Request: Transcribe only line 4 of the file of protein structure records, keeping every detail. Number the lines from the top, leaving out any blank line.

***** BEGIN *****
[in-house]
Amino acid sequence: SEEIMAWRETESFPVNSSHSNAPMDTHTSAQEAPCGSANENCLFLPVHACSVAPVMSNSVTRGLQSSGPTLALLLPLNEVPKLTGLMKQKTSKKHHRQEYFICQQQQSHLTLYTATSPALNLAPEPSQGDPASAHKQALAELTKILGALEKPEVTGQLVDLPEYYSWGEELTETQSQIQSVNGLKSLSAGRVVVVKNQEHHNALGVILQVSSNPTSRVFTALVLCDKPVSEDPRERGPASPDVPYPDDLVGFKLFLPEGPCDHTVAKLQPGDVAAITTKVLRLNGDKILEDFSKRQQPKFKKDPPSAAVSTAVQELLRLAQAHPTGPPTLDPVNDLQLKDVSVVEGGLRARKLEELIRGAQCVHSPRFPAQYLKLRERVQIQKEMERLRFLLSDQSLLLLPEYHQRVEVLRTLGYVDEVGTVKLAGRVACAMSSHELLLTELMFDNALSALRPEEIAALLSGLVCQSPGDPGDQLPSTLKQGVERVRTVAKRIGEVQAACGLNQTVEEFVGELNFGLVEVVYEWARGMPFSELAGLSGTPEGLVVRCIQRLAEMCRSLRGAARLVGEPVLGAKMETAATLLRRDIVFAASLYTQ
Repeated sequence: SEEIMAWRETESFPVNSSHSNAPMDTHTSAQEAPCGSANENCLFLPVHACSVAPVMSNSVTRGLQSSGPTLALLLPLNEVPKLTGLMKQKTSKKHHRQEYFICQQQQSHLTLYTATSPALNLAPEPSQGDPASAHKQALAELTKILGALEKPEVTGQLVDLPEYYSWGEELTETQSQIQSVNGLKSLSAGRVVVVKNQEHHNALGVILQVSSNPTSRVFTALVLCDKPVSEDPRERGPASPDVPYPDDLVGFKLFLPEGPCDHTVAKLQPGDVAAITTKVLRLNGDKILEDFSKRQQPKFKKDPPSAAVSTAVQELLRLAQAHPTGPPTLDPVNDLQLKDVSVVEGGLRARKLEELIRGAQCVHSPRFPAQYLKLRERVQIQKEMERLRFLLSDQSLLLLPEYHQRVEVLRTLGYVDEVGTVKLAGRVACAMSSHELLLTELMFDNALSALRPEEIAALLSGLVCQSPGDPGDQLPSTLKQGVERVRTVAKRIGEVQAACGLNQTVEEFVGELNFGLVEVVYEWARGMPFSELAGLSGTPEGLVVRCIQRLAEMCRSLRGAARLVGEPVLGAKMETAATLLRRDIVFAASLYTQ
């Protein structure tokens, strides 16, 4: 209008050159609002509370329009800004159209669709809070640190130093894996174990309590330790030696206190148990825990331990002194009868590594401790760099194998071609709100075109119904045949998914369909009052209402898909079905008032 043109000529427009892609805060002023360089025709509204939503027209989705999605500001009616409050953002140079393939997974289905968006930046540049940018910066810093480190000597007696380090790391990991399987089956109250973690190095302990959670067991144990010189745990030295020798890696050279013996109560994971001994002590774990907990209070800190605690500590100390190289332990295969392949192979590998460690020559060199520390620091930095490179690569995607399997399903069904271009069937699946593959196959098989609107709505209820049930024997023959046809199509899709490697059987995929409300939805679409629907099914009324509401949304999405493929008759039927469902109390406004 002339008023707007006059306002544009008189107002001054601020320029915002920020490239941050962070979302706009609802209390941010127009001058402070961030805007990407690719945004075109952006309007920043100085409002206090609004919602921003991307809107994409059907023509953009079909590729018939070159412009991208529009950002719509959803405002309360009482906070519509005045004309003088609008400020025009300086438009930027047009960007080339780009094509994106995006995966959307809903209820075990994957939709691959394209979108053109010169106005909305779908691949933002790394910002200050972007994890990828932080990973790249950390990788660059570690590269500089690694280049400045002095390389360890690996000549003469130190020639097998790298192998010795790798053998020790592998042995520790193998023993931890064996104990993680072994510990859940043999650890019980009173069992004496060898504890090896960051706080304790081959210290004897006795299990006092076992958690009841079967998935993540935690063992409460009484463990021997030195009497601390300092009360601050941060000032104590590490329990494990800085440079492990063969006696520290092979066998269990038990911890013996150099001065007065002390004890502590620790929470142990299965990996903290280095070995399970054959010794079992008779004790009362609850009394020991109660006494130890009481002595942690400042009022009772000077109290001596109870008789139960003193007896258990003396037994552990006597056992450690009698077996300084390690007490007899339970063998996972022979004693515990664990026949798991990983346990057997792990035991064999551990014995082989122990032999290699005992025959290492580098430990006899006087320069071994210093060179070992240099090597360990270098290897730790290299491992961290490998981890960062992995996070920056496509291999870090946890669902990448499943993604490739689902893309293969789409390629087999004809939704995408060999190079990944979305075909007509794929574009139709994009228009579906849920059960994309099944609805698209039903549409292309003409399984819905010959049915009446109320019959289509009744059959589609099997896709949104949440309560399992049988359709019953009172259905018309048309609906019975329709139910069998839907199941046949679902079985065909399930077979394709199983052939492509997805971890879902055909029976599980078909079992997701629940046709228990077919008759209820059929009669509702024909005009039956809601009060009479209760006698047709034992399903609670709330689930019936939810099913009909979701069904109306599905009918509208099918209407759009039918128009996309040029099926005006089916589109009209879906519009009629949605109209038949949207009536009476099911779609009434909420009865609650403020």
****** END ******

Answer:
């Protein structure tokens, strides 16, 4: 209008050159609002509370329009800004159209669709809070640190130093894996174990309590330790030696206190148990825990331990002194009868590594401790760099194998071609709100075109119904045949998914369909009052209402898909079905008032 043109000529427009892609805060002023360089025709509204939503027209989705999605500001009616409050953002140079393939997974289905968006930046540049940018910066810093480190000597007696380090790391990991399987089956109250973690190095302990959670067991144990010189745990030295020798890696050279013996109560994971001994002590774990907990209070800190605690500590100390190289332990295969392949192979590998460690020559060199520390620091930095490179690569995607399997399903069904271009069937699946593959196959098989609107709505209820049930024997023959046809199509899709490697059987995929409300939805679409629907099914009324509401949304999405493929008759039927469902109390406004 002339008023707007006059306002544009008189107002001054601020320029915002920020490239941050962070979302706009609802209390941010127009001058402070961030805007990407690719945004075109952006309007920043100085409002206090609004919602921003991307809107994409059907023509953009079909590729018939070159412009991208529009950002719509959803405002309360009482906070519509005045004309003088609008400020025009300086438009930027047009960007080339780009094509994106995006995966959307809903209820075990994957939709691959394209979108053109010169106005909305779908691949933002790394910002200050972007994890990828932080990973790249950390990788660059570690590269500089690694280049400045002095390389360890690996000549003469130190020639097998790298192998010795790798053998020790592998042995520790193998023993931890064996104990993680072994510990859940043999650890019980009173069992004496060898504890090896960051706080304790081959210290004897006795299990006092076992958690009841079967998935993540935690063992409460009484463990021997030195009497601390300092009360601050941060000032104590590490329990494990800085440079492990063969006696520290092979066998269990038990911890013996150099001065007065002390004890502590620790929470142990299965990996903290280095070995399970054959010794079992008779004790009362609850009394020991109660006494130890009481002595942690400042009022009772000077109290001596109870008789139960003193007896258990003396037994552990006597056992450690009698077996300084390690007490007899339970063998996972022979004693515990664990026949798991990983346990057997792990035991064999551990014995082989122990032999290699005992025959290492580098430990006899006087320069071994210093060179070992240099090597360990270098290897730790290299491992961290490998981890960062992995996070920056496509291999870090946890669902990448499943993604490739689902893309293969789409390629087999004809939704995408060999190079990944979305075909007509794929574009139709994009228009579906849920059960994309099944609805698209039903549409292309003409399984819905010959049915009446109320019959289509009744059959589609099997896709949104949440309560399992049988359709019953009172259905018309048309609906019975329709139910069998839907199941046949679902079985065909399930077979394709199983052939492509997805971890879902055909029976599980078909079992997701629940046709228990077919008759209820059929009669509702024909005009039956809601009060009479209760006698047709034992399903609670709330689930019936939810099913009909979701069904109306599905009918509208099918209407759009039918128009996309040029099926005006089916589109009209879906519009009629949605109209038949949207009536009476099911779609009434909420009865609650403020």